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At face value, the small bar to hold a roll of toilet paper is just that: a toilet paper holder. But look more closely, and that bar doubles cleverly as a grab bar.
High end design is coming to senior living and at least two giants in the product market have set their sights on the huge aging in place opportunity.
The aging in place initiative involves droves of tech companies, home care and personal care providers—but also household names like Kohler and Toto that are world renown makers of high end home design features.
Catering to the aging population is not new to these companies, in fact, some are already taking cues from the age bubble overseas that is already long under way.
Toto, the high-end maker of plumbing fixtures from sinks to toilets and faucets, it taking a lesson from Japan, where it houses a research center that has long worked with the aging population there to learn about universal design.
“‘Toto Total Design’ is one of the most important pillars for us as far as business product development,” says Bhavik Patel, director of business strategy. “It’s the core of our business. This concept we harvested from Japan, because aging happened in Japan and they had this issue two decades ago.”
The company has spent the last decade and a half in its U.S. market focused on universal design elements that allow a consumer to live with the product into the older stages of life. Yet marketing these products as “aging in place” products has not proven so effective, Patel says.
“We’re on the verge of tapping into this market, but this is very tricky. Urbanization is a megatrend, with development focused on urbanizing seniors as they move to cities to remain more active. Marketing-wise, most people feel they are 10 to 15 years younger than their actual age. If a feature points to something you might not be able to do, that turns them off.”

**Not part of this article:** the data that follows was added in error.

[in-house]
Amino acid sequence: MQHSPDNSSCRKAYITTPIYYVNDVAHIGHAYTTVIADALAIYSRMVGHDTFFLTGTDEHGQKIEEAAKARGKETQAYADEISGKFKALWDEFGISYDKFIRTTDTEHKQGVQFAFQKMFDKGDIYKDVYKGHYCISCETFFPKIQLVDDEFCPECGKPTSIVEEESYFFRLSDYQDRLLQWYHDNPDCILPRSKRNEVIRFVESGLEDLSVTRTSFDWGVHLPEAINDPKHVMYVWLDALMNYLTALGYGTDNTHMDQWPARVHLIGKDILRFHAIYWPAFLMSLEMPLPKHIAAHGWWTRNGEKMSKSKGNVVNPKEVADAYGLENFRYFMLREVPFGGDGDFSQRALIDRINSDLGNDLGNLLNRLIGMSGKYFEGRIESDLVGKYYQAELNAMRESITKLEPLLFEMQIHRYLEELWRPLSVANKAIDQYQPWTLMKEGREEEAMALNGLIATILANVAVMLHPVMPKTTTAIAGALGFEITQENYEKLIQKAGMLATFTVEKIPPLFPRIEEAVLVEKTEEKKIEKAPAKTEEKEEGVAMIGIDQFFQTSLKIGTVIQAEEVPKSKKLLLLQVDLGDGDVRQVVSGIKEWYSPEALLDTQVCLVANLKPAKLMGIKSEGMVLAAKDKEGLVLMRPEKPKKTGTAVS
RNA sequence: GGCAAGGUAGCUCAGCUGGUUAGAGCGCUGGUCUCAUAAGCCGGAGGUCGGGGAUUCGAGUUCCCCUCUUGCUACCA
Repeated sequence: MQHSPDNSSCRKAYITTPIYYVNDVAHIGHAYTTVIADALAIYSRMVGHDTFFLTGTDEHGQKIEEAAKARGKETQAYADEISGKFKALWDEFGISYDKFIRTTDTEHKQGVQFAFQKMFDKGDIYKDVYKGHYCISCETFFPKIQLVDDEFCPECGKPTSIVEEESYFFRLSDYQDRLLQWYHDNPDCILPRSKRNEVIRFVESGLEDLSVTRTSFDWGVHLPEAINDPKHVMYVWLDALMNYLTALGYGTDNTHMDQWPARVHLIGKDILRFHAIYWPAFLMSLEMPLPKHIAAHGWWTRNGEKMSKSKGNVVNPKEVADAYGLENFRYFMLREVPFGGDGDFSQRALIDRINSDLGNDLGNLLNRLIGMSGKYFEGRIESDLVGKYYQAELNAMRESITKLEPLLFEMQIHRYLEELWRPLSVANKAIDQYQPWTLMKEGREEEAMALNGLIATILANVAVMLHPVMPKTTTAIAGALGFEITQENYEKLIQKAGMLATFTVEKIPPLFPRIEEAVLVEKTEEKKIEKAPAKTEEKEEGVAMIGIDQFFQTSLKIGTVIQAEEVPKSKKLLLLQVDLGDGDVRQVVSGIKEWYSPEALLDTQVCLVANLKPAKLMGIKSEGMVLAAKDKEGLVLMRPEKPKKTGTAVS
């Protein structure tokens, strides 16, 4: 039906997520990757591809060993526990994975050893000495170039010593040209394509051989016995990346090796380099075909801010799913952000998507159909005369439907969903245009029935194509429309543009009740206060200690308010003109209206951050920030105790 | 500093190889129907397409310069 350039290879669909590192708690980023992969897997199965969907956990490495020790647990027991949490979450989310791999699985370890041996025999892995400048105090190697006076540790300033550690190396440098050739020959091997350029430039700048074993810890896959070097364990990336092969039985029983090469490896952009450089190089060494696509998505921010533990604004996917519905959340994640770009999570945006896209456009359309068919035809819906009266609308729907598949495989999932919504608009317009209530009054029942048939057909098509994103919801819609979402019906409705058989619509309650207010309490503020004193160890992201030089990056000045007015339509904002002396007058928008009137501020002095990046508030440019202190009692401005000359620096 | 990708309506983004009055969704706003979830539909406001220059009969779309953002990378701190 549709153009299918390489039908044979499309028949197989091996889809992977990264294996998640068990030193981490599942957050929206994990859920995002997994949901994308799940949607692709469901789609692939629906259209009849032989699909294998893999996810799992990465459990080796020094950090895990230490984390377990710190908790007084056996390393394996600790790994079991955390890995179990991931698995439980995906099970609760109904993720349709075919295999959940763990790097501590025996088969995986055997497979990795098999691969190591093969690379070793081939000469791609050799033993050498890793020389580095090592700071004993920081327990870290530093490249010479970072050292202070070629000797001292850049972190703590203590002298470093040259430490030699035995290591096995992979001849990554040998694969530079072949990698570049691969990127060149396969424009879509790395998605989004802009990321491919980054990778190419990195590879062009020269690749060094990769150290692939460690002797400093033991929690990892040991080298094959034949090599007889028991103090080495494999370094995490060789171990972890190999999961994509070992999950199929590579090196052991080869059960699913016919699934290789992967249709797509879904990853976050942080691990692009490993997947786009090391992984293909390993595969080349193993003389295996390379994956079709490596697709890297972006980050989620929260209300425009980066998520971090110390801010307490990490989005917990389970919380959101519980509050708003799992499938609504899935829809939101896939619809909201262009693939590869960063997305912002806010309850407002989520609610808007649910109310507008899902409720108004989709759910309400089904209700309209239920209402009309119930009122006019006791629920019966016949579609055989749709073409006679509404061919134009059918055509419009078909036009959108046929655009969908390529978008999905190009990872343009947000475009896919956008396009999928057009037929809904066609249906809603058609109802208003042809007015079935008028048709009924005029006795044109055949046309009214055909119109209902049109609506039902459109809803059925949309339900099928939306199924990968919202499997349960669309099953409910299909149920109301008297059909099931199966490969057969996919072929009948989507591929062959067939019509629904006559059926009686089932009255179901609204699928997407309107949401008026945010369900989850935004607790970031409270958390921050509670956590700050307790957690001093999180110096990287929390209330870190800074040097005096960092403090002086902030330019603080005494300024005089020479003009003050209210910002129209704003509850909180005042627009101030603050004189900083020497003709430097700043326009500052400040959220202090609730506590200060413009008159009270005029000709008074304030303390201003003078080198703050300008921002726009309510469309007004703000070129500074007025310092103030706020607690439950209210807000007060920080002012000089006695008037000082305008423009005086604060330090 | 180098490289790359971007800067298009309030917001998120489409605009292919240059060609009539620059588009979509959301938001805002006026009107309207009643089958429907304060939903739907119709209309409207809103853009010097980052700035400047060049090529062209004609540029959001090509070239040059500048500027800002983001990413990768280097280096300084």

Toto has designed toilet paper holders that double as grab bars, for instance, for bathroom applications. The company has also equipped toilet seat lids so that they can be accessed via remote control, either by the user, or even by a caregiver outside the bathroom.
Likewise, U.S.-based Kohler, another maker of high end design features for kitchen and bath is looking at the aging population as a huge target market for aging products.
Like its competitor Toto, Kohler is designing for the aging set, but not necessarily marketing to an older consumer. Again basing its products on the concept of universal design, Kohler’s design features aim to appeal to all ages, while allowing for an older person to continue using them as he or she ages.
“There’s an immense amount of research and development taking place in terms of knowing how accidents occur,” says Diana Schrage, interior designer at Kohler’s interior design center.
Like the elements designed by Toto, Kohler markets to a lifestyle rather than one segment of the population.
“We like to think of them as supportive of a whole lifestyle from young users to a pregnant mother, to someone who may be injured. We make them aware this is not just a one-category product. specifically for aging in place.”
Some of the solutions include shower parts that can be retrofitted to adjust to different heights, and sloped shower sides that don’t lose any aesthetic appeal, yet make it much easer to enter and exit the shower.
Supportive and subtle night lighting and integral lighting are additional features Kohler offers among its universal design products.
The companies are under way with design but see it as a huge market segment in the coming years.
“Market wise, it’s difficult to put an exact number on it,” says Toto’s Patel. “But we believe in the next five years anywhere from 15-25% of the market will be geared toward that.”
Written by Elizabeth Ecker